Five Key Trends
Popularity. High penetration with about 67% of adults having a taxable savings account and 45% a cash ISA. Ownership of savings products increases with age except regular savings accounts which are more popular with 16 -34 year olds.
Recession. Earnings growth isn't keeping up with the cost of living making saving more difficult. The savings ratio (savings as percentage of available household income) has dropped from its 2009 peak although it's still above pre-recession levels.
Interest rates. Low interest rates are detrimental to saving and the curse of the limited term bonus rate means people are often confused.
Dormant accounts. It's estimated that £500m sits in 500,000 dormant bank and building society accounts in the UK.
Online. Traditionally savings accounts were distributed via branches but the internet is now the dominant channel for account access. Two thirds of easy-access account holders prefer to access online.
Value. Total retail savings balances grew by 3% in 2011 to reach £1.15 trillion. The variable interest easy access account is the most common.Source: Mintel
Ownership of cash savings products Feb 2012 (%)
Source: GMI/Mintel Base 2064 internet users aged 16+
Top six savings-account providers by estimated share of 'main account' customers, Feb 2012 (%)
Source: Mintel based on GMI consumer research
The Industry's Main Players
Catherine Kehoe, brands and marketing director, Lloyds Banking Group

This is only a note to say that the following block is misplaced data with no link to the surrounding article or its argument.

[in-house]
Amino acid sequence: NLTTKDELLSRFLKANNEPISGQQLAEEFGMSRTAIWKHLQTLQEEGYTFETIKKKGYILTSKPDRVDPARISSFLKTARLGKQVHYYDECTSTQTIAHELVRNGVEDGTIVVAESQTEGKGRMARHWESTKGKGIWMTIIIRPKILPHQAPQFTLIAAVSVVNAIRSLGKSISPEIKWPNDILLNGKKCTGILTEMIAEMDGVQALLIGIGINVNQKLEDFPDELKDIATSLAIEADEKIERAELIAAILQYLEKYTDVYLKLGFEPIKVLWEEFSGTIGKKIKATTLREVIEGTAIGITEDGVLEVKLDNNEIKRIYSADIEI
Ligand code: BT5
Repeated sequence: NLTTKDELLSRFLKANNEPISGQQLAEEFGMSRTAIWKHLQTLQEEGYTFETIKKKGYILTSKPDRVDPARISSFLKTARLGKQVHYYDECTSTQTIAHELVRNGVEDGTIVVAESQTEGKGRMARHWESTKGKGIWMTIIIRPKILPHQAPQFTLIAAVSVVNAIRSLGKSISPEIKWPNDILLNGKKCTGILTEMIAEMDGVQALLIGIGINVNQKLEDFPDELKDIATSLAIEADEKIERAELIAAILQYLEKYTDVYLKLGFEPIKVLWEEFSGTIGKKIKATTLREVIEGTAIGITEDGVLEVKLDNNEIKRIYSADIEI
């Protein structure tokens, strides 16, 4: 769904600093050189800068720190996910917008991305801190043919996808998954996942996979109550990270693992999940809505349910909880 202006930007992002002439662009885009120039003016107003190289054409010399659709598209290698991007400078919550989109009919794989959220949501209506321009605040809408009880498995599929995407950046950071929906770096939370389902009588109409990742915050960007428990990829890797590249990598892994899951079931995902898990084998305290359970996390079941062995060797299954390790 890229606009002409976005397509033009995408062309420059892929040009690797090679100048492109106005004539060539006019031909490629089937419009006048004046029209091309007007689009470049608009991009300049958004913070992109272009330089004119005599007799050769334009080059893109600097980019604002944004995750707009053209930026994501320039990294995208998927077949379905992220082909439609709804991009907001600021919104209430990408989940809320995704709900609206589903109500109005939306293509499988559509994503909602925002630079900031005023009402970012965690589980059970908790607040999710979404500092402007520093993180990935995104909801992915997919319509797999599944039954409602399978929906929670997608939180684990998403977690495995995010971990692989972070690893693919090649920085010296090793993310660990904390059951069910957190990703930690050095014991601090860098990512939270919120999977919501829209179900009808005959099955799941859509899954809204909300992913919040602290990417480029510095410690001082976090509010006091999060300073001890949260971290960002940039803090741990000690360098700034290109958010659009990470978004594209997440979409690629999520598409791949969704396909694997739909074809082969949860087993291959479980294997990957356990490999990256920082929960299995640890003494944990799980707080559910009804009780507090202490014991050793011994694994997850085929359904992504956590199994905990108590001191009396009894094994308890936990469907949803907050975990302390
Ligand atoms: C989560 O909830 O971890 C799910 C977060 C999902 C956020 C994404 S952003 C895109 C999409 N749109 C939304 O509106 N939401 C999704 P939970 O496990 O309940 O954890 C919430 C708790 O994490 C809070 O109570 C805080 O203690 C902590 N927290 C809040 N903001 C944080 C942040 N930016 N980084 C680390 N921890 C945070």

Kehoe joined Lloyds TSB in 2007 from Yell where she had held the marketing director role covering Yellow Pages, yell.com and 118247. Prior to that she spent six years at BT in a variety of marketing roles. At Lloyds she is responsible for brand strategy across Lloyds TSB, Halifax, Bank of Scotland, Cheltenham & Gloucester and Birmingham Midshires brands.
Keith Moor, director brand and communications, Santander UK
Moor began his career in direct insurance in the early 90s and joined Abbey in 1995, ultimately leading marketing in 2008. He was responsible for bringing the Abbey, Bradford & Bingley and Alliance & Leicester brand into the single Santander brand as well as handling its UK sponsorship deals such as in F1 and golf.
Les Matheson, managing director of products and marketing, RBS Retail (no pix)
In this role since 2009, Matheson has a wealth of experience in the finance sector. At RBS he is responsible for product marketing for the NatWest and RBS brands among other things. He has also worked overseas in Asia Pacific and Australia for St George Bank and Citibank.
Alex Bannister, head of customer marketing, Nationwide (you have a photo of him)
Bannister took over this role in 2009 and is responsible for retail customer strategy, CRM, targeted customer communications and database marketing. He has also held a number of other roles at Nationwide including head of banking and credit card and chief economist.
Winners and Losers in the deposit and savings accounts sector
Halifax. Overall market leader based on share of main customer account. It launched an innovative savings scheme with a monthly prize draw available for customers with at least £5000 deposited. It was also the highest spending advertiser in 2011.
HSBC. Grew its retail savings balance by the greatest margin in 2011, up by 6.1%.
Santander. Mixed fortunes for the brand: it experienced a drop in retail customer deposits in 2011 (so was overtaken by Nationwide) and has been dogged with poor customer service reports. But showed innovation when it launched an account paying interest up front and continues to offer some of the best deals.
Northern Rock. High profile loser in the 2007 credit crisis when a run on the bank forced the government to bail it out. Virgin Money acquired it in January 2012 and has set about offering 'good value' to savers with competitively rated easy access saver and ISA accounts. The Northern Rock name is being phased out.
This article was first published on marketingmagazine.co.uk